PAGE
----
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Charges laid one year after joggers mowed down in South Surrey crosswalk

More than a year after two joggers were struck in a South Surrey crosswalk, charges have been laid against the alleged driver.

According to court records, two counts of “fail to stop at accident scene involving bodily harm” were sworn on Dec. 6 against a Surrey man.

Barry Russell Christiansen, 54, is scheduled to make his first court appearance on Jan. 21, 2014.Barry Christiansen

On Dec. 3, 2012, just before 8 p.m., Nola Carlson and Shelley Lammers were jogging across 152 Street at 32 Avenue, when they were mowed down by a vehicle turning south. Lammers suffered a concussion, fractured ribs, a collapsed lung, two broken vertebrae and a lacerated liver. Carlson’s injuries included a broken nose and cheekbone.

Evidence from the scene included traffic-camera video that captured the impact and – about 25 seconds later – a figure on foot approach the women and lean over them before rapidly departing.

Three days later, police announced the arrest of a 53-year-old Surrey man and the seizure of a BMW X1.

Early last month, investigators forwarded their report recommending charges.

On Dec. 4, Neil MacKenzie – communications counsel for the Criminal Justice Branch – told Peace Arch News the charge assessment process was ongoing “and no decision has been made as to whether any charges will be approved.”

Advised by PAN of the charges Tuesday morning, Surrey RCMP Cpl. Bert Paquet said they are good news for the victims and their families.

He was surprised to learn they had been sworn 11 days earlier.

“This is more an exception than the norm. We’re usually kept updated on high-profile cases,” Paquet said.

Shortly after noon Tuesday, Paquet issued a news release noting the charges were laid after assistance from the public.

“It is extremely satisfying for our investigators, but especially for the victims and their families, to see that this next legal step has taken place,” Paquet said. “While the assistance of the public was the key in advancing this investigation, several officers have worked tirelessly to ensure that charges were successfully laid…”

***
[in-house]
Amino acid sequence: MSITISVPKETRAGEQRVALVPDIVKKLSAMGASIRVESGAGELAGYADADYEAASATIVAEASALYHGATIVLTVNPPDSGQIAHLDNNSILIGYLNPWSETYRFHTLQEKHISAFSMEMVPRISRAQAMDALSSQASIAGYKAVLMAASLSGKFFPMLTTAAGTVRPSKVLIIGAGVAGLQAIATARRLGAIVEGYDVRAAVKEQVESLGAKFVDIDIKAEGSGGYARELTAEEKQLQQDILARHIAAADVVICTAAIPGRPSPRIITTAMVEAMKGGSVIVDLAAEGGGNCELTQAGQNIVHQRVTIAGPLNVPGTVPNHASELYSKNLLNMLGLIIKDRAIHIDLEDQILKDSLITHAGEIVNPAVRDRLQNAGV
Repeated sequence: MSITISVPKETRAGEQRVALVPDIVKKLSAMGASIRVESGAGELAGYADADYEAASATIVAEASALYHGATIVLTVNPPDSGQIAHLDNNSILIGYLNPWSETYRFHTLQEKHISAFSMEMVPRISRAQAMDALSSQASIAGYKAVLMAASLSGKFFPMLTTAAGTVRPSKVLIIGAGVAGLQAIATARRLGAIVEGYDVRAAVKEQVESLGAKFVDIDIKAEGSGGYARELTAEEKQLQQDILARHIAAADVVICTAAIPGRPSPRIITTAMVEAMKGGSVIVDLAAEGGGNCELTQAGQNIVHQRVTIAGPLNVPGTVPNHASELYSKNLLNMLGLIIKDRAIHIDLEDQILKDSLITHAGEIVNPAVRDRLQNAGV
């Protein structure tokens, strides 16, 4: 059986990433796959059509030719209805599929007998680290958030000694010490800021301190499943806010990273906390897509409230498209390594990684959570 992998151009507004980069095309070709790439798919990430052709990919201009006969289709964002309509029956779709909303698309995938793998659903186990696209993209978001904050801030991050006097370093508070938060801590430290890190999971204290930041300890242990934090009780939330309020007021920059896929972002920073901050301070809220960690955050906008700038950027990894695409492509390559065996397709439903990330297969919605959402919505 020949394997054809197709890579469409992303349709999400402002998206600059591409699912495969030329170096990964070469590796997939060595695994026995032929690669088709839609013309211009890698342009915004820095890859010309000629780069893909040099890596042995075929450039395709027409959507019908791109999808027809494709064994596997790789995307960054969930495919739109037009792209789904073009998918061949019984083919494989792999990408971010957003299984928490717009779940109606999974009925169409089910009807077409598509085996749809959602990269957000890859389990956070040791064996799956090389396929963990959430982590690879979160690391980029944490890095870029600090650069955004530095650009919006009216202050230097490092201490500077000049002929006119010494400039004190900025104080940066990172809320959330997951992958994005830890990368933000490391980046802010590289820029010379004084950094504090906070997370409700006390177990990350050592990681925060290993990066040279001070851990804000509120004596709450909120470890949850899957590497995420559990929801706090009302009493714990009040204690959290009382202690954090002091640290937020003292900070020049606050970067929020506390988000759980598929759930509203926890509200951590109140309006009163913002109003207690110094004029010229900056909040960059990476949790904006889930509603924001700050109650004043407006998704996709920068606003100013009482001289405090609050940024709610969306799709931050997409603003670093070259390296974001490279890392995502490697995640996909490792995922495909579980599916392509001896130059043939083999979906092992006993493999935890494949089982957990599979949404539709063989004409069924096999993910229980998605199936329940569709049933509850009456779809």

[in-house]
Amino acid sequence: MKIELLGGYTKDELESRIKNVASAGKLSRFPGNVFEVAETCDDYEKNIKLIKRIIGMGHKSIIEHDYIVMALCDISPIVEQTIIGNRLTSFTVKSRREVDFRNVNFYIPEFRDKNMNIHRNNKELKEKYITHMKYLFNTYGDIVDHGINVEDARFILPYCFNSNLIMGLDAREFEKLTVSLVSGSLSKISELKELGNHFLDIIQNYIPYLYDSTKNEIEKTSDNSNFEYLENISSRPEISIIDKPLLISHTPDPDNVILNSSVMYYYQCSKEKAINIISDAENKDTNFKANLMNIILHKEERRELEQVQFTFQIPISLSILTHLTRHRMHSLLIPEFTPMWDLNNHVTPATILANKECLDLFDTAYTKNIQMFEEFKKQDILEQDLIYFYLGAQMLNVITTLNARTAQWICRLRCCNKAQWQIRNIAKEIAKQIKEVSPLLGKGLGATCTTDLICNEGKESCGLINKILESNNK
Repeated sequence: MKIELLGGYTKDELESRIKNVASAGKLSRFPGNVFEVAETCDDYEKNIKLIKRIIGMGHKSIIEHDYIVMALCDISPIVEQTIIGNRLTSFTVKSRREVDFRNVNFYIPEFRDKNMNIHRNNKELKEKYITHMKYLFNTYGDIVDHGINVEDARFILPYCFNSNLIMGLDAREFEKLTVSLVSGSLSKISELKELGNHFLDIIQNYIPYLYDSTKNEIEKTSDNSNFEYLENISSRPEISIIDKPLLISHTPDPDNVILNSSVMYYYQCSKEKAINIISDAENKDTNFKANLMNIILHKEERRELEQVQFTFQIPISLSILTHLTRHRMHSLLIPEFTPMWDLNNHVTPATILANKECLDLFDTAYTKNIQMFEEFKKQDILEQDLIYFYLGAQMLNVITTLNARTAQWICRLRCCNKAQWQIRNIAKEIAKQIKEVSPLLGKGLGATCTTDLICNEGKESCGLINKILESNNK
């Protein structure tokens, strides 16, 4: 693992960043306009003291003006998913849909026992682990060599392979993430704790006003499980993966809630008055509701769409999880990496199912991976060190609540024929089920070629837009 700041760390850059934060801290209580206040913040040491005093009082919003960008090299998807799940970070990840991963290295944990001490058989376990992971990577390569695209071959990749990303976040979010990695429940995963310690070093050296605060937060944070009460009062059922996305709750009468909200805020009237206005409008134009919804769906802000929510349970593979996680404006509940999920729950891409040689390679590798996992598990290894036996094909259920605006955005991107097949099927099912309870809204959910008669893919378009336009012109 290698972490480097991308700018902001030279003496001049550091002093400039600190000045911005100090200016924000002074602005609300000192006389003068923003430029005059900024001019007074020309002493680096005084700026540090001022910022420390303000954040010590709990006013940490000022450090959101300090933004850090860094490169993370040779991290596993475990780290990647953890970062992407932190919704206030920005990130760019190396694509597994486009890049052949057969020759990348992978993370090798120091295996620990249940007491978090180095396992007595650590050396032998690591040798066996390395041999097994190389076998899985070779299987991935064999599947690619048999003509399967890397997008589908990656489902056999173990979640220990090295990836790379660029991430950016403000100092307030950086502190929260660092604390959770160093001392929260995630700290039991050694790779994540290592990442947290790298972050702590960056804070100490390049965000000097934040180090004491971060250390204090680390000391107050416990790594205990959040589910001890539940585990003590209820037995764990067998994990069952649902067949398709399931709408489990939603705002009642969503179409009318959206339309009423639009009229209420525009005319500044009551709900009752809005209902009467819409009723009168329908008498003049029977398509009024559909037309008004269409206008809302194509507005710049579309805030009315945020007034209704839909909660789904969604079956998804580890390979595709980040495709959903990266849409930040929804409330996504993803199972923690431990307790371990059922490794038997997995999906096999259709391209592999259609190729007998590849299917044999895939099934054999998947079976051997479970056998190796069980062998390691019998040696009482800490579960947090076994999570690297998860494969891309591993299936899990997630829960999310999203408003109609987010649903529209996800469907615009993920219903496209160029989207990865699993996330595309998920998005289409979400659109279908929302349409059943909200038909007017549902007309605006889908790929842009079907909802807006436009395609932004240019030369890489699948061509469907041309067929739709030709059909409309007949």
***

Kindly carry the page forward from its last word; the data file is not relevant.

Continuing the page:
Prior to last year’s arrest, members of Lammers’ family appealed for the driver responsible to “do the right thing.” While that didn’t prompt anyone to come forward, release of the traffic-camera footage triggered the memory of a passerby who remembered a licence-plate number.

Carlson at the time described the fact the driver had left the scene as “heinous.”

“I’m appalled and I’m frightened – what’s the world coming to when these kinds of accidents happen and drivers just leave the person lying there?” she said.

Reached by email Tuesday, Christiansen – a senior management consultant at Insights Vancouver – deferred PAN’s request for an interview to his lawyer.

Emmet Duncan said his client appreciated the opportunity to give his side publicly but “just at this time, it’s not appropriate.”

Duncan declined to speak to the charges.

“We haven’t had an opportunity to see what the case is against Mr. Christiansen at all, so we don’t have much to comment on,” he said. “We would need to see what the allegations are and what all the information is before making that decision.

“He may re-evaluate the situation after we’ve got a better sense of what the evidence in the case is.”

 

 

 

 

 

 

 

 

 

 

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